Wonderland

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A movie review by James Berardinelli



Wonderland

DRAMA:

United States, 2003

U.S. Release Date:

2003-10-03

Running Length:

1:39

MPAA Classification:

R (Violence, Profanity, Sexual Content, Drugs)

Theatrical Aspect Ratio:

1.85:1

Cast:

Val Kilmer, Lisa Kudrow, Kate Bosworth, Dylan McDermott, Josh Lucas, Franky G, Time Blake Nelson, Eric Bogosian, Ted Levine, Christina Applegate, Natasha Gregson Wagner

Director:

James Cox

Screenplay:

James Cox & Captain Mauzner and Todd Samovitz & D. Loriston Scott

Cinematography:

Michael Grady

Music:

Cliff Martinez

U.S. Distributor:

Lionsgate

Subtitles:

none


There's no nudity whatsoever in James Cox's Wonderland, which is ironic, since it's about events from the life of the first big-time porn star, John Holmes (Val Kilmer). Unlike Boogie Nights, which was loosely based on the rise and fall of Holmes during his time in front of the camera, Wonderland takes a look at things "once the legend was over." By 1981, Holmes was no longer doing X-rated movies. His drug habit had forced him out of the industry, and, with no money to spend, he was scrounging and borrowing, trying to scrape together enough to buy the next hit. He had moved out of the house he shared with his wife, Sharon (Lisa Kudrow), and was on the road with a teenage junkie named Dawn (Kate Bosworth). That's when events spun out of Holmes' control.

On July 1, four of the six members of a gang of drug dealers were brutally murdered in a house on Wonderland Ave. in Los Angeles. Holmes was tied into the crime, as was gangster Eddie Nash (Eric Bogosian). The police brought in the only uninjured survivor of the massacre, David Lind (Dylan McDermott), for questioning, and his version of events was damning to Holmes. Unsurprisingly, the ex-porn star's account was radically different, leaving the police stuck in a web of contradictions. Unfortunately, since neither Holmes nor Lind could be considered a reliable witness, it was virtually impossible to reconstruct the truth.

Borrowing a leaf from Rashomon, Wonderland shows two different interpretations of the same basic events. One represents the story Holmes tells; the other is Lind's tale. However, while in Rashomon the discrepancies occur because of legitimate differences in points-of-view, here they are the result of lies. Both Holmes and Lind are motivated by self-interest, not by a desire to provide the police with an accurate account of their perceptions. Cox also gives us glimpses of the "objective truth" - that is to say, events as they really happened. (The point of Rashomon is to dispute the existence of an objective truth.)

There isn't a likeable character in Wonderland. Even Dawn, who could have been portrayed as a victim, is shown to be less than innocent (in one scene, she allows herself to be pimped out to Nash so that the drug supply to Holmes isn't shut off). Everyone in this film is a bottom-feeder - individuals whose lives revolve around money, drugs, and violence. If there's no nudity in Wonderland, it's because sex doesn't enter the equation. These characters are much deeper in the muck. This is not one of those films where you're going to identify with a character. Some will find the experience of watching this picture to be an uncomfortable one. Others, like me, will be fascinated by the perversity of the characters and the intriguing way in which Cox has pieced together the storyline.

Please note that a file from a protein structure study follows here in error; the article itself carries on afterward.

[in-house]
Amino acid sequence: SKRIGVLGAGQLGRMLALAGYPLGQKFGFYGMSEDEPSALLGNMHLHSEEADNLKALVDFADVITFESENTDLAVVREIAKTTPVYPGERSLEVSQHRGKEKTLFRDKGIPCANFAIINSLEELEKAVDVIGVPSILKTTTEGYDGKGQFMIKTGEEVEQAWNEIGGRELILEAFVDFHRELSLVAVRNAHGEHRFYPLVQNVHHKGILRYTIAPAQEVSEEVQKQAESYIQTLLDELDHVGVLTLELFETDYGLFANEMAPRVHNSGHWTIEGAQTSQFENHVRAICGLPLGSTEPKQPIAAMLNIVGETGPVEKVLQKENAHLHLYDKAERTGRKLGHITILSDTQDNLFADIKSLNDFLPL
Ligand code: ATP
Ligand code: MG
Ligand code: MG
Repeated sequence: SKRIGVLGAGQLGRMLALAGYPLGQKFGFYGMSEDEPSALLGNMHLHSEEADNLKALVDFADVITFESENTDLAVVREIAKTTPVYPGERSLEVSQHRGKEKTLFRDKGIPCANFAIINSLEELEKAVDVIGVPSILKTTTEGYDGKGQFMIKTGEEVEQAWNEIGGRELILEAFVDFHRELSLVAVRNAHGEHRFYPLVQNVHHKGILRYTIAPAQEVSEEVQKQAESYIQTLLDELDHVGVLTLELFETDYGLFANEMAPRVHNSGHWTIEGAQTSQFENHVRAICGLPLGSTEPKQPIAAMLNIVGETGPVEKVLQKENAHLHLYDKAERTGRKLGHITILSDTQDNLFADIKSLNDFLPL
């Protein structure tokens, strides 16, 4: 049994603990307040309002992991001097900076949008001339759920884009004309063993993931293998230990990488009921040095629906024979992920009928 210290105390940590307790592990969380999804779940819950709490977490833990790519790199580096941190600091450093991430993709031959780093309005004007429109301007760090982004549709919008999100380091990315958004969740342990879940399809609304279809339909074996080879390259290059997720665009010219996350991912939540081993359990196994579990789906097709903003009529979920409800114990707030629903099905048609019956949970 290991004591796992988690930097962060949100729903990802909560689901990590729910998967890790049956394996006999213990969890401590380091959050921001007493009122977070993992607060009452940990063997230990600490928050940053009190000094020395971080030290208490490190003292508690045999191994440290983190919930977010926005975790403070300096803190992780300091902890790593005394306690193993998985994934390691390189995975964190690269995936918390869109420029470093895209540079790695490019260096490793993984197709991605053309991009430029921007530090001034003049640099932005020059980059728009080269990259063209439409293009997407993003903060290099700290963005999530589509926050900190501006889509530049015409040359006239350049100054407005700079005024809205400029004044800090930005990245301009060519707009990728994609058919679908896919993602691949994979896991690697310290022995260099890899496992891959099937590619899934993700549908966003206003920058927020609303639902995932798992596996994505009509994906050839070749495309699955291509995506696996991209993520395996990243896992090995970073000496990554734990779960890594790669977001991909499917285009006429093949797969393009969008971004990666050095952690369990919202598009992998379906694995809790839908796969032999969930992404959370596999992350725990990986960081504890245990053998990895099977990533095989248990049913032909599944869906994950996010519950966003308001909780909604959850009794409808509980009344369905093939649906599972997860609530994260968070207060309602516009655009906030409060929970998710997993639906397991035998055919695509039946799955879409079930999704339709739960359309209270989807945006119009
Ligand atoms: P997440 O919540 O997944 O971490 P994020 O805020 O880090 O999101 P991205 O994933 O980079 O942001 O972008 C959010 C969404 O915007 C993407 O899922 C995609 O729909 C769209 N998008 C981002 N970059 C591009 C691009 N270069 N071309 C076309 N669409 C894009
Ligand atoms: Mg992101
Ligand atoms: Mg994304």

One could argue that Val Kilmer does his best work when portraying someone who actually lived. Alongside his incarnation of Jim Morrison, John Holmes represents the actor's most vivid character. Kilmer revels in the sleeze, showing how Holmes ingests it like a pig at his trough. Some may not appreciate what Kilmer does here, because Holmes comes across as such an unlikable, untrustworthy, and thoroughly reprehensible individual. As good as Kilmer is, however, there are a few times when he is almost upstaged. Josh Lucas is ferocious as the drug gang's leader and Eric Bogosian has some scary moments. Kate Bosworth has perfectly adapted the mannerisms of a junkie. And Lisa Kudrow plays Sharon with an air of defeated weariness.

Cox uses different amounts of grain and various levels of color desaturation in an effort to make the film look more gritty and give it a stronger "you are there" feel. He is successful, although one could argue that this is the kind of world that viewers may want to distance themselves from. Once you leave Wonderland, you may feel like you need a shower, but, while you're in the moment, it's a compelling journey into the depths of hell on earth.





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